Were the promises of endless frontier and personal liberty sometimes a sham, or at least an exaggeration? Certainly, But it doesn’t matter; the people who believed bet their lives on those ideas, set out into the unknown, and made those ideas into reality. Did they destroy a reality that already existed in order to accomplish their ends? They absolutely did—often brutally. The land may not have been empty and waiting for them, but they certainly did their best to empty it. They shaped the reality to fit their vision.

This is the harsh, unsentimental truth: there has never been a blank slate from which to work. Not since Eden. You may be able, by sheer power of will, or will to power, to make the world new—but you can do so only by devastating the old world that was there before you.

Do we have the right to do that? Earlier generations viewed this kind of “creative destruction” as acceptable because we were Us and they were Them. We were white, or Christian, or civilized, and that made the violence, while perhaps regrettable, entirely justified. More recent generations have viewed the destruction as appalling, because all cultures have merit and value, and we are no greater than any They simply because we are We.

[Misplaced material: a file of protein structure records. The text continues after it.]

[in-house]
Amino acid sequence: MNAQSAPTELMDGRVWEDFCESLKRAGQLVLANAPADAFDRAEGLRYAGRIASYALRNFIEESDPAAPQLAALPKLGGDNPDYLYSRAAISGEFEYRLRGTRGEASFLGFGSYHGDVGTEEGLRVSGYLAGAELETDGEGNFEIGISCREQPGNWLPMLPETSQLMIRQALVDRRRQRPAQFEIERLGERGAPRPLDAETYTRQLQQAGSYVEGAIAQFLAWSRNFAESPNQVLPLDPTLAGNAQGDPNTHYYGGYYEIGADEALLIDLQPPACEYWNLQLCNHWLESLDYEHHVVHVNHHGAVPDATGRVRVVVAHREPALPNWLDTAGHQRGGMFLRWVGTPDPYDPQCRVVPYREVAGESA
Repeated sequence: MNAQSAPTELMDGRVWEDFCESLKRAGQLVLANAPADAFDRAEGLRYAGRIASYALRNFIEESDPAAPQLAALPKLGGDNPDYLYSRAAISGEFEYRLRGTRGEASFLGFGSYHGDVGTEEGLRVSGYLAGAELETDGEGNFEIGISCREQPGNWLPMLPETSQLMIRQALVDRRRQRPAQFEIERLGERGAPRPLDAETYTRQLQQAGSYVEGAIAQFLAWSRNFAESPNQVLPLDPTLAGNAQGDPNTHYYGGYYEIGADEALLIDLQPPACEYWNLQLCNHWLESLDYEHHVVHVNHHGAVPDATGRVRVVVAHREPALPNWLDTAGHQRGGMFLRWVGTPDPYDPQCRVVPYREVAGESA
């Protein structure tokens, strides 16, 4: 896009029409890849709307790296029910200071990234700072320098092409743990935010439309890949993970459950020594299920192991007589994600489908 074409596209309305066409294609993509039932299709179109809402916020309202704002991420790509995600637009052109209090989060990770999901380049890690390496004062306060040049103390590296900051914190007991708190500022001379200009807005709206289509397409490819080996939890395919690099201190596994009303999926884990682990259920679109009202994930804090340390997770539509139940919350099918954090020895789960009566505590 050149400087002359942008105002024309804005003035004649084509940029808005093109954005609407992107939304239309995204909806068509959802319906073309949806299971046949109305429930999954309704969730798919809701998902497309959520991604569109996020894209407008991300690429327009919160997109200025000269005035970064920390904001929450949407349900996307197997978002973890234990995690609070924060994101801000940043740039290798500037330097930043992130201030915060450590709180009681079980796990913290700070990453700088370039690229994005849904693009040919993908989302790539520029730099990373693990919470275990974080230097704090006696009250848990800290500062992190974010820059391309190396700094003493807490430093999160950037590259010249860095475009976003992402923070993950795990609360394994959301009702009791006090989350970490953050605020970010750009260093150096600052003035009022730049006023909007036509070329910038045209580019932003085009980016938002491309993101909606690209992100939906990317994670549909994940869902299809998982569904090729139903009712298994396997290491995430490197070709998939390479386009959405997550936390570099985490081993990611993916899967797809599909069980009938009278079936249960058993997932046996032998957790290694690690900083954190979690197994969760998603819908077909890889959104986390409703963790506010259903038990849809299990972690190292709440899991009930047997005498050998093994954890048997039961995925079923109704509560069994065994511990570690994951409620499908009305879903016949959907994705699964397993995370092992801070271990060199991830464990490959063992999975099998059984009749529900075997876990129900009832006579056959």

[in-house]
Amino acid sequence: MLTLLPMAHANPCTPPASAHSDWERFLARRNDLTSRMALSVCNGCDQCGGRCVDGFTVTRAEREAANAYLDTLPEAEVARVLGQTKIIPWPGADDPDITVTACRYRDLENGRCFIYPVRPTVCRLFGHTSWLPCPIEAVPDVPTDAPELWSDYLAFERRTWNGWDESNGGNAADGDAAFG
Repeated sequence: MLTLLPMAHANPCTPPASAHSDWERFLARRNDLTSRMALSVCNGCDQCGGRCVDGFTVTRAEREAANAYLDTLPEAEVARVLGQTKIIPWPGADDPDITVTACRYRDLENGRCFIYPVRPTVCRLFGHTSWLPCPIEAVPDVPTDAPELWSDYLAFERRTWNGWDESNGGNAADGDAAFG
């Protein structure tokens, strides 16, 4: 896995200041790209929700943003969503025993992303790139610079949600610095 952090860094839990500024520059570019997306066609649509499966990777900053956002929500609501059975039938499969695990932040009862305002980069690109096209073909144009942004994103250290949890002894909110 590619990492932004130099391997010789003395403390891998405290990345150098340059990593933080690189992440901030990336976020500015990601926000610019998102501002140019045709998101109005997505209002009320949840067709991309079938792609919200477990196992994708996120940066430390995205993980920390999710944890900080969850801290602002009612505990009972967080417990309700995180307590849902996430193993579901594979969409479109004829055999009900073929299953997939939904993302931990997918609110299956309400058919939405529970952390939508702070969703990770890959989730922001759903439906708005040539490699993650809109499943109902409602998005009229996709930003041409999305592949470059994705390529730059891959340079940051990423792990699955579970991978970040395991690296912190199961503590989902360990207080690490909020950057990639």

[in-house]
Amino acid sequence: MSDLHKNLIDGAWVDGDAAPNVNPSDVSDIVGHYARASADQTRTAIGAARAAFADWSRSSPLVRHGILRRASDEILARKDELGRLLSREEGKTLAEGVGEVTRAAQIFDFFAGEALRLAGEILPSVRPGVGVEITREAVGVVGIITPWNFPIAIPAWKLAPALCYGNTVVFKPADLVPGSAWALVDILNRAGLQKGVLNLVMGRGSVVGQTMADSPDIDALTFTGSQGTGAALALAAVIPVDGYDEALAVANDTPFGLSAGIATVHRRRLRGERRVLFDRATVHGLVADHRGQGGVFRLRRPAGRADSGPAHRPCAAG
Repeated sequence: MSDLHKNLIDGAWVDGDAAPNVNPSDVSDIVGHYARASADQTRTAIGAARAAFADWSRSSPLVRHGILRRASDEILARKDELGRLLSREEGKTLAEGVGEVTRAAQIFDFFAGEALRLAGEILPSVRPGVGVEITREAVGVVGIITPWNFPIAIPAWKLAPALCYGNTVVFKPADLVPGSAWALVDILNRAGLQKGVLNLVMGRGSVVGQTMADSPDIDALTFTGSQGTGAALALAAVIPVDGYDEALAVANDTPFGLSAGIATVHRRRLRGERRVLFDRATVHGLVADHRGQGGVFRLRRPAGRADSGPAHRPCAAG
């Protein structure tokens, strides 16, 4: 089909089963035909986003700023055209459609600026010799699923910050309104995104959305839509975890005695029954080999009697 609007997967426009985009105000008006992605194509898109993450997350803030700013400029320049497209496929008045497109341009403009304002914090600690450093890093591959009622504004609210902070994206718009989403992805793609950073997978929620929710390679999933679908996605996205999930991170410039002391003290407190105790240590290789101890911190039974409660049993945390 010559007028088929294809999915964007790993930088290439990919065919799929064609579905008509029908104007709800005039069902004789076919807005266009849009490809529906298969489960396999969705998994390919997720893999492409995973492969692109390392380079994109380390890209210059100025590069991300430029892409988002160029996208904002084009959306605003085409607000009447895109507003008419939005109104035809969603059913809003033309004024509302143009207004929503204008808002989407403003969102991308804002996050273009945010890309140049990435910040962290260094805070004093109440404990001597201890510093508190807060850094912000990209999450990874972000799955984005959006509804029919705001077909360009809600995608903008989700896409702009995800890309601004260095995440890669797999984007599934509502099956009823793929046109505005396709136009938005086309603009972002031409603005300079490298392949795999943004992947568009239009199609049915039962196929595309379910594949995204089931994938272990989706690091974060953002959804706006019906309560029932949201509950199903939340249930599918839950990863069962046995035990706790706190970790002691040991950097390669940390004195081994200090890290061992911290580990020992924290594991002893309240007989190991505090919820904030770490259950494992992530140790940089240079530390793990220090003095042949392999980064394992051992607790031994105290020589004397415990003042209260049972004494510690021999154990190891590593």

But perhaps the question of morality clouds the issue. It is, after all, subjective. There is no objective moral standard that exists apart and outside of us. You can say, if you like, that there is something like “God’s law” that supersedes our own—but unfortunately, on this particular planet, we have a lot of “God’s laws,” and they don’t always agree with each other. Winning does, sometimes horribly, confer morality upon the winner—at least until the winner loses and people see his actions through a different moral lens. The power of goodness needs power in order to triumph. It cannot triumph through goodness alone. Do we really imagine that there was nothing forceful standing behind the words and the ideas of people like Gandhi or King? Do we think that they succeeded simply because they were right, or moral, or good? Power does not acquiesce to goodness; it acquiesces to power.

So what is real, and where is power, in this America we have inherited? To many people, it feels as though reality has been hijacked. We look upon a world we did not create and have no power to change. It seems as though, to quote Yeats at his bleakest, “the best lack all conviction, while the worst are full of passionate intensity.”

And yet, isn’t there a touch of self-pity in this thought? If we truly feel that we are being out-gunned and out-played by the “worst,” is that their fault, or ours? If we feel that we, or at least our ideas, are the best—or even just better—then shouldn’t we be willing to bet our lives on them? Shouldn’t we have just a little bit of that passionate intensity about our own ideas, rather than sitting at home, lamenting the fact that no one is listening? After all, what good is an idea that no one is willing to force into reality? Who needs it? It is barely even an idea. It is, at most, a daydream.